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Alone With You

Alone With You

Written by Kinsey Danzis on 2/9/2017 for PC  
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There’s probably a witty way to dive into this review, but I’ll be honest—there’s too much context needed to explain why you’re going to be flirting with holograms. Of course, that’s not a surprise; Benjamin Rivers Inc.’s Alone With You is a very narrative-heavy game, so it only makes sense that there would be a metric ton of background story to explain how you get where you do. Being a big fan of story games, I can say with authority that if you want to enjoy an intricate narrative while simultaneously having your heart ripped out and stomped into the dust by some pixels, then Alone With You is definitely worth checking out.

Yeah. I cried. Sue me.

If you’re wondering what on earth I mean by flirting with holograms, let me explain just a fraction of this game’s story. You play as the last survivor of a horrifically failed settlement on another planet. We don’t know much about what happened to Earth—only that people still live on it. A cataclysmic event referred to only as the Rift Event (which the humans’ terraforming operations may or may not have catalyzed) has dramatically worsened the condition of the planet, meaning that you have to escape to survive. Problem is, you don’t have any of the skills required to ensure safe passage.

So you’re pretty much dead, right? Wrong. Your best-friend-by-default, an AI that sometimes seems a little more human than normal, does the only logical thing to do in this scenario and programs holographic recreations of four experts that were part of the terraforming operation before the Rift Event. Thing is, these aren’t just holograms; they are computerized recreations of the people themselves, which means they possess the personality and memories (up to a point) of the actual people themselves: Winnie, Leslie, Jean, and Pierre. In all but flesh and blood, they are functioning human beings with the knowledge—and yes, emotions—you need to survive.

So, yes. That’s how you can fall in love with holograms.

The character you play can be given whatever name you choose, but that’s the extent of the customization available to you; they are completely androgynous, clad in an all-covering spacesuit for the entirety of the game. Honestly, though, it works. It doesn’t matter what gender you are or what you look like; all that matters is that you’re there on that collapsing planet. If anything, extensive customization would detract from the weight of the story—because if you’re anything like me, every time you see your customized character in a cutscene you usually spend half the scene looking at them and feeling pleased with your creation skills.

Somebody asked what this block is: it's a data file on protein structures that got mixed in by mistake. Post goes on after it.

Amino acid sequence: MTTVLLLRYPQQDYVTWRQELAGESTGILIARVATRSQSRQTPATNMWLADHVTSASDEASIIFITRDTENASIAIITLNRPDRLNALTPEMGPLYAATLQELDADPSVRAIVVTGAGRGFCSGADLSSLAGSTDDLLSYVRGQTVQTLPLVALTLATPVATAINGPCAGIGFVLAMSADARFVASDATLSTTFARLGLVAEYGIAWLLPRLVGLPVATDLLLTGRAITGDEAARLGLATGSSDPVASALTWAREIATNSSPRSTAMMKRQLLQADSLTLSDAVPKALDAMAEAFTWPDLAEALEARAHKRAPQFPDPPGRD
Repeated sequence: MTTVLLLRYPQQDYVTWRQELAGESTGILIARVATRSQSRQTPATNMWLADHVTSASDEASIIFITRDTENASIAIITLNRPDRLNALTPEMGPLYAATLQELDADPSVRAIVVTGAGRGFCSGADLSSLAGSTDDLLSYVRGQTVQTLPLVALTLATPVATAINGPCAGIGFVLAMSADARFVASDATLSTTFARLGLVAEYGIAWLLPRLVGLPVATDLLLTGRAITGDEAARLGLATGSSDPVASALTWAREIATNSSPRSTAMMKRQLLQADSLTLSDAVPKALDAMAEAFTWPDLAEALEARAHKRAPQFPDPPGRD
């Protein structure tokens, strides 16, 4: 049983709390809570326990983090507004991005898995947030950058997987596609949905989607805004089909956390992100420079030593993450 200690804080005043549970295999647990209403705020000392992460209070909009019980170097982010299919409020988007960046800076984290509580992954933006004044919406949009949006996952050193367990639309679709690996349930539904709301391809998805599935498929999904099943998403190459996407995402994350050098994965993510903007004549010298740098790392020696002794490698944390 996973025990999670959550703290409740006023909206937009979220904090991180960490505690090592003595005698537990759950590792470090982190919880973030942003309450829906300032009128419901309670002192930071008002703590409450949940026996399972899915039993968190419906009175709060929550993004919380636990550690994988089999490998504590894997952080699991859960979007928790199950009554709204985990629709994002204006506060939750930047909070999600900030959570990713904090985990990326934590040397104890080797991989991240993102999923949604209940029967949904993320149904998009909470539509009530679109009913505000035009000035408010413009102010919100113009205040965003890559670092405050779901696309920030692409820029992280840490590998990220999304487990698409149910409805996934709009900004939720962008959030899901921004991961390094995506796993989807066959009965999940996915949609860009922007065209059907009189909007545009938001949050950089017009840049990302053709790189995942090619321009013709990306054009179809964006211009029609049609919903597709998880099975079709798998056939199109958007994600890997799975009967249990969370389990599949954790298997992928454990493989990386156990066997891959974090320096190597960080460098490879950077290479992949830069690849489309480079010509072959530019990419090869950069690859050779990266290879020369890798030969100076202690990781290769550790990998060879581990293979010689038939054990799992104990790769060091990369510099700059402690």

It’s a slow narrative at first, and at times repetitive. For the first four days, you go to a place, discover the beginnings of some things that might help you, report to the corresponding hologram that night, and then go to bed. On the fifth night, you get what the AI calls a recreational meeting with one of the holograms (so, basically bonding time with whoever you choose). Then the cycle begins anew, and repeats twice more—but each time it repeats, the stakes rise. You get closer and closer to the day of what is essentially the ultimate cataclysm.

This brings me to my main criticism of the game. Sometimes, it feels like I’m stuck in a loop; it’s fairly easy to predict what’s coming next once you get used to the cycle. There are four holograms, each with their corresponding area on the map. Each day you visit one area, and each night you speak to the appropriate hologram. Cue fifth night, cue new cycle, etc. Like I said, it gets a little different with every cycle since the stakes are raised, but it’s still largely the same theme. A few times, I realized that the thought of that fifth night was what kept me going. The conversations and narrative are dynamic, immersive, and wonderful, but at times it doesn’t feel like the gameplay quite measures up to that.

On that note, I feel like the gameplay had a great deal of potential. Of course, it absolutely shines from a narrative point of view. I’m always a sucker for good stories, especially when I get to experience them by walking through it myself instead of reading it on a page. However, there were a few mechanics that I feel like the game could have further explored, and it would have made for an overall more engaging experience. Most of it is just exploring and finding stuff until the AI says you’re done—though the “stuff” you can find ranges anywhere from innocent notes between coworkers to ominous remains, which is pretty cool—and while it dips into puzzle mechanics here and there, it’s largely exploration. Sometimes, the puzzle solutions don’t make much narrative sense, but even so I wished there were more of them in the game as I was playing.